Precautionary Principle Speakers
The University of Maine at Machias will host several speakers this fall on the Precautionary Principle, a prescription for policy and process in areas of risk and uncertainty, including climate change, public health, and national security policy.
Jonathan H. Adler, this year's Koch Speaker on Environmentalism and Freedom, will open the series at 4 p.m. on Thursday, September 13.
Here is some background on the Precautionary Principle in Maine
UN agenda on chemicals
I carefully read your editorial calling on Sens. Snowe and Collins to support the Safe Chemicals Act of 2011. Before imposing the green nanny state on the entire country, I hope they will press for an open discussion and clear understanding of two terms which were not surprisingly omitted from your editorial: “precautionary principle” and “Agenda 21.”
According to the United Nations Sustainable Development bureaucracy, Agenda 21 is a “comprehensive plan of action to be taken globally, nationally and locally by organizations of the United Nations System, governments, and major groups in every area in which human impacts on the environment.”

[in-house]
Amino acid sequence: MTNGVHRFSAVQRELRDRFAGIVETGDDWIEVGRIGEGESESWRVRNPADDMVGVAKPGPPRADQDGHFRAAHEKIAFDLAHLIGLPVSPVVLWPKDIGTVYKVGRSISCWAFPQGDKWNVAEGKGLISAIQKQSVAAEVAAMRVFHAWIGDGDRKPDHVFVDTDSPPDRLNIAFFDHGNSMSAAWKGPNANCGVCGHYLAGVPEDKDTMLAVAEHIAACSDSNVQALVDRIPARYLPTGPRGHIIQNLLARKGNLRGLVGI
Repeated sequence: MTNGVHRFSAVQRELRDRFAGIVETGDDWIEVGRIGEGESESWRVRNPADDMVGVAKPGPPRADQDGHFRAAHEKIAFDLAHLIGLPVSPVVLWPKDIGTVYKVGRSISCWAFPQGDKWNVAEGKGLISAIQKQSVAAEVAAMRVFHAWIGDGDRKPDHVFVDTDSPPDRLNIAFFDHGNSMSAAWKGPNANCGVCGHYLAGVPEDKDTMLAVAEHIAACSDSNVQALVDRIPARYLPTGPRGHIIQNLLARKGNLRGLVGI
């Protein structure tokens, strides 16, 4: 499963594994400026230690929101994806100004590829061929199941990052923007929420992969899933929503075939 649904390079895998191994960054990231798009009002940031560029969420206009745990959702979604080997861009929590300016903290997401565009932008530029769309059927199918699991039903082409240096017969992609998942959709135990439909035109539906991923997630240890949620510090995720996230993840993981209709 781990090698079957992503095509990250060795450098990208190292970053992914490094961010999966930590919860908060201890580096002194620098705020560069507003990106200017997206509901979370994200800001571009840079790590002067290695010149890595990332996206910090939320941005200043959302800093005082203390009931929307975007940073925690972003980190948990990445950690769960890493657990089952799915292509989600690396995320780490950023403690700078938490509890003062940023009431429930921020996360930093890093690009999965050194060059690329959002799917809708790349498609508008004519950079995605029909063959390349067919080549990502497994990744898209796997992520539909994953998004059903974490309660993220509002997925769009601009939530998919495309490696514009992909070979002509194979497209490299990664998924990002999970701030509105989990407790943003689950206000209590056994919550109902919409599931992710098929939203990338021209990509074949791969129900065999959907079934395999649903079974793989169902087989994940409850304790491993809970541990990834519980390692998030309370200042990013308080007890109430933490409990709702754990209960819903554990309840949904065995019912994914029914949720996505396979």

The UN’s 1992 Rio Declaration on the Environment contained the following version of the precautionary principle: “In order to protect the environment, the precautionary approach shall be widely applied by states according to their capabilities. Where there are threats of serious or irreversible damage, lack of full scientific certainty shall not be used as a reason for postponing cost-effective measures to prevent environmental degradation.”
More recent versions of the precautionary principle have called for requiring that products be proved safe before allowing them on the market and have advanced a very risk averse and technophobic agenda. It’s a prescription for sustainable poverty, not sustainable development.
Climate change and chemicals policy efforts are firmly grounded in Agenda 21 and various versions of the precautionary principle, despite the fact that environmental advocates have been generally unwilling to admit it.
Associate professor of economics and public policy
University of Maine at Machias